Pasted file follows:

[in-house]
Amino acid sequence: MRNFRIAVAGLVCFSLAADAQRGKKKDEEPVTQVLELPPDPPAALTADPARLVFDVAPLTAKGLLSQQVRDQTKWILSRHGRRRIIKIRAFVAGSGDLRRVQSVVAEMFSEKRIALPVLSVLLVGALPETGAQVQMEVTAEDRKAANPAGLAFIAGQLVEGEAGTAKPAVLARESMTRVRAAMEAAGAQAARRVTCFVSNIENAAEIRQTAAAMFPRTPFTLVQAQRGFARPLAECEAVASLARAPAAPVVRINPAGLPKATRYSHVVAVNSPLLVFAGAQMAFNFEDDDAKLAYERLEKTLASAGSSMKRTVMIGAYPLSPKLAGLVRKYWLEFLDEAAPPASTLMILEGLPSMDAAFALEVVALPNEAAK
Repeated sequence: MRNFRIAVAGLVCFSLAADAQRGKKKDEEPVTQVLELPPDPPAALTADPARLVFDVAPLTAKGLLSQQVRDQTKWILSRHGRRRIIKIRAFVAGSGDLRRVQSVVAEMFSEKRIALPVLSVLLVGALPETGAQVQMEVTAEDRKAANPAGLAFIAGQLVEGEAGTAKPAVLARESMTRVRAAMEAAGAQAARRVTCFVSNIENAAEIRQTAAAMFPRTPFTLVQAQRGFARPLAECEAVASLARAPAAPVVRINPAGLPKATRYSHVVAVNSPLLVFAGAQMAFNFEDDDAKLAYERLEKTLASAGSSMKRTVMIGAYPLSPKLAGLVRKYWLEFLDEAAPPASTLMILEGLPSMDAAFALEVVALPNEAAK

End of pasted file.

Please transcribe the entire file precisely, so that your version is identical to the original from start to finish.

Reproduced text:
[in-house]
Amino acid sequence: MRNFRIAVAGLVCFSLAADAQRGKKKDEEPVTQVLELPPDPPAALTADPARLVFDVAPLTAKGLLSQQVRDQTKWILSRHGRRRIIKIRAFVAGSGDLRRVQSVVAEMFSEKRIALPVLSVLLVGALPETGAQVQMEVTAEDRKAANPAGLAFIAGQLVEGEAGTAKPAVLARESMTRVRAAMEAAGAQAARRVTCFVSNIENAAEIRQTAAAMFPRTPFTLVQAQRGFARPLAECEAVASLARAPAAPVVRINPAGLPKATRYSHVVAVNSPLLVFAGAQMAFNFEDDDAKLAYERLEKTLASAGSSMKRTVMIGAYPLSPKLAGLVRKYWLEFLDEAAPPASTLMILEGLPSMDAAFALEVVALPNEAAK
Repeated sequence: MRNFRIAVAGLVCFSLAADAQRGKKKDEEPVTQVLELPPDPPAALTADPARLVFDVAPLTAKGLLSQQVRDQTKWILSRHGRRRIIKIRAFVAGSGDLRRVQSVVAEMFSEKRIALPVLSVLLVGALPETGAQVQMEVTAEDRKAANPAGLAFIAGQLVEGEAGTAKPAVLARESMTRVRAAMEAAGAQAARRVTCFVSNIENAAEIRQTAAAMFPRTPFTLVQAQRGFARPLAECEAVASLARAPAAPVVRINPAGLPKATRYSHVVAVNSPLLVFAGAQMAFNFEDDDAKLAYERLEKTLASAGSSMKRTVMIGAYPLSPKLAGLVRKYWLEFLDEAAPPASTLMILEGLPSMDAAFALEVVALPNEAAK